Fighting back with technology

At ECU’s Lab for NeuroRehabilitation and Robotics, Dylan and his team have been researching how to help people recover their motor control after a brain or spinal cord injury.

Part of their research focuses on understanding the recovery of stroke survivors, using a robotic sensory platform called the Kinarm Exoskeleton Lab.

“The Kinarm looks like a fancy piece of gym equipment,” Dylan explains. “You sit inside the device and position your arms on top of movable handles, and you’re wheeled into this virtual reality environment.”

For the user in the chair, it feels like you’re playing a series of games, moving the chair’s arms to get a response on the screen—such as bouncing balls off paddles.

But the real work is happening behind the scenes.

“All of this information is acquired by these high-powered computers and analysed for how the person is performing,” Dylan says. “This [helps] identify the precise proprioceptive issue with an individual stroke survivor so we can prescribe therapy more effectively.”

In simplest terms, the Kinarm helps identify issues where the user is telling their arm to move but the resulting movement is not what they were trying to do.

This could be an arm not extending the full distance or slower reaction times.

With strokes usually affecting one side of the body more than the other, the unaffected side can provide a good baseline for what their normal reactions should be.

But what if both sides of the body have been affected? The Kinarm can pick up on that too, detecting deficits in what would be considered the unaffected side and showing this in the test results.

R&R—Robotics and Recovery

For Joanna, using the Kinarm has been a challenging experience, even three years after her stroke.

“It actually made you concentrate more in the game to hit the balls coming down,” she explains.

“I think that made you use the brain to try and keep up with your eye, which it didn’t, but I gave it my best shot. I also noticed my peripheral vision has gone.”

“It highlighted for me the improvements I have got since my stroke, which is nice for me three years on to see how it was then to what I could actually achieve on the Kinarm now.”

The data collected helps doctors prescribe the most beneficial treatment for their patients, based on the results of the tests.

Whether it’s heading towards recovering the function in a limb or something as simple as the mobility of a single joint, Dylan believes even small changes are worth pursuing.

“Some degree of independence—even though it might be apparent to an onlooker or a carer—can be very meaningful for a patient.”

“Small changes that we have made in the past through prescribing therapies effectively are things like being able to stabilise yourself on the train and send a text message.”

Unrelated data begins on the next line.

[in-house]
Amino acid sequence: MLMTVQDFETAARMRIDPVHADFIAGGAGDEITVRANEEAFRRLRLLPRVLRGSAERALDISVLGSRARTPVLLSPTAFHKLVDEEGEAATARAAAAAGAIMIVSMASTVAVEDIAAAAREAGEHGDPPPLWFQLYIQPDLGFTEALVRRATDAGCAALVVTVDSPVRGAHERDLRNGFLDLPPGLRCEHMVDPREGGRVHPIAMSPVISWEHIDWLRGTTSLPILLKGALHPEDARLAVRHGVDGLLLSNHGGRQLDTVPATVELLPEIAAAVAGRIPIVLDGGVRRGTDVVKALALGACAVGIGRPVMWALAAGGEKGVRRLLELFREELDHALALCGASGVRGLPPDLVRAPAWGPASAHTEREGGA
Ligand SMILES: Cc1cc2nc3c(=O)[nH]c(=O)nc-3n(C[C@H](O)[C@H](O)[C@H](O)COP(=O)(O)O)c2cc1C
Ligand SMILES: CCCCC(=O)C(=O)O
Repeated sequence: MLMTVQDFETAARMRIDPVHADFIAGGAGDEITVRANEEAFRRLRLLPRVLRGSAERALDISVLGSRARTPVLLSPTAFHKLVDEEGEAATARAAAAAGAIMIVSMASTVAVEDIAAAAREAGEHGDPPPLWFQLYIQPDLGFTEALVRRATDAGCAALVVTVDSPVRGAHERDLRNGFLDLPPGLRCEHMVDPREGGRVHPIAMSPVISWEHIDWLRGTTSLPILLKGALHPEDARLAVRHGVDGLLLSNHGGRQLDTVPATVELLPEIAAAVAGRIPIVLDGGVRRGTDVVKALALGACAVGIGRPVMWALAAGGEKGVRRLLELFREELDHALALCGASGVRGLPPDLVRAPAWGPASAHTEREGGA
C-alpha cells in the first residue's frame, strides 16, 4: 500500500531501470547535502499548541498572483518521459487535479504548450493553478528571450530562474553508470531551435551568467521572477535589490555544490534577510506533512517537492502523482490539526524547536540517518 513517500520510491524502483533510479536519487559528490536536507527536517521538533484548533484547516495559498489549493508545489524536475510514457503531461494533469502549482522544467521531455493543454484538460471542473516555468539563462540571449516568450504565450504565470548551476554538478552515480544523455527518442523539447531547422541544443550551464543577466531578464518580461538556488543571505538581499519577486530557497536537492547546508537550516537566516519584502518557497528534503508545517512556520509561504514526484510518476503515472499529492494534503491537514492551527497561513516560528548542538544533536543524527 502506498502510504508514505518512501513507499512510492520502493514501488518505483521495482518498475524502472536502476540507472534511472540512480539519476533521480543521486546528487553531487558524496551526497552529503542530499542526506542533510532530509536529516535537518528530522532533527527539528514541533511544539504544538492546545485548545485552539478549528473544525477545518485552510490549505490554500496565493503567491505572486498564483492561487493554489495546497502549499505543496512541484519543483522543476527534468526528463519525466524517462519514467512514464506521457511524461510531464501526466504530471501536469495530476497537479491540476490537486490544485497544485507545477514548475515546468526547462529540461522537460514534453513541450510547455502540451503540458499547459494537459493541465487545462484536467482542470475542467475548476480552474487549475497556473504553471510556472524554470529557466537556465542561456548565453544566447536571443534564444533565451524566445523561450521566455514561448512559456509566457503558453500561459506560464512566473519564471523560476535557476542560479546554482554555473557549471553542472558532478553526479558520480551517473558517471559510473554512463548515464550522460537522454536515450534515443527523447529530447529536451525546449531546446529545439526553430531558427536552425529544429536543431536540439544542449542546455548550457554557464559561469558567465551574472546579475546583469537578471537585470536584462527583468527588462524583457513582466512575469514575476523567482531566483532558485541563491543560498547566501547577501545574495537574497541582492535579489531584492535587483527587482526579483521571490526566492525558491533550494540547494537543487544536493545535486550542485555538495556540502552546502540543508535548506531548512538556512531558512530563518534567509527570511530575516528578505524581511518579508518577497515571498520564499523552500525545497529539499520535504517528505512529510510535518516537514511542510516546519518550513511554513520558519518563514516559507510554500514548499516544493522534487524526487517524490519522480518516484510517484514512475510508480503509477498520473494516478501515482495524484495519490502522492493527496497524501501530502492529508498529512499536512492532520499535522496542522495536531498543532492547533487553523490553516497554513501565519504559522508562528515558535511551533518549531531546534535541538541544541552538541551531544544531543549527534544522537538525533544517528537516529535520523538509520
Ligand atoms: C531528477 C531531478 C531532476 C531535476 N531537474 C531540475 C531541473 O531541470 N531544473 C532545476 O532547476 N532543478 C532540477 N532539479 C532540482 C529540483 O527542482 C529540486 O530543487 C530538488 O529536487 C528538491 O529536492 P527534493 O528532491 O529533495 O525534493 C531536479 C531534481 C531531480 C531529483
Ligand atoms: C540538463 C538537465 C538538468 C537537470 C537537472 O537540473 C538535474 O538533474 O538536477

Recovering movement and lives

While full recovery from a stroke is not guaranteed, any improvement to quality of life can mean everything for survivors. Restoring simple movements can help patients build up their self-confidence to return to their everyday lives.

“Often stroke patients are in the older age bracket, and many of them are working,” Dylan says. “It’s very depressing to be disengaged from a functional work life, and going back to work might just be having the confidence of turning over a page of paper at your desk.”

As we learn more about how the body and brain recover after these , there’s hope we can find ways to better support those who have experienced extensive motor damage.

While there’s medication and training regimes to follow, at its core, it comes down to the drive to actively engage in recovering.

And even if it’s just through small victories, a spark from ECU’s Lab for NeuroRehabilitation and Robotics could help light the fire of determination in .

Explore further

Regulating blood supply to limbs improves stroke recovery


via Neurorehabilitation: Fighting strokes with robotics

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[ARTICLE] Robot-Assisted Stair Climbing Training on Postural Control and Sensory Integration Processes in Chronic Post-stroke Patients: A Randomized Controlled Clinical Trial – Full Text

Background: Postural control disturbances are one of the important causes of disability in stroke patients affecting balance and mobility. The impairment of sensory input integration from visual, somatosensory and vestibular systems contributes to postural control disorders in post-stroke patients. Robot-assisted gait training may be considered a valuable tool in improving gait and postural control abnormalities.

Objective: The primary aim of the study was to compare the effects of robot-assisted stair climbing training against sensory integration balance training on static and dynamic balance in chronic stroke patients. The secondary aims were to compare the training effects on sensory integration processes and mobility.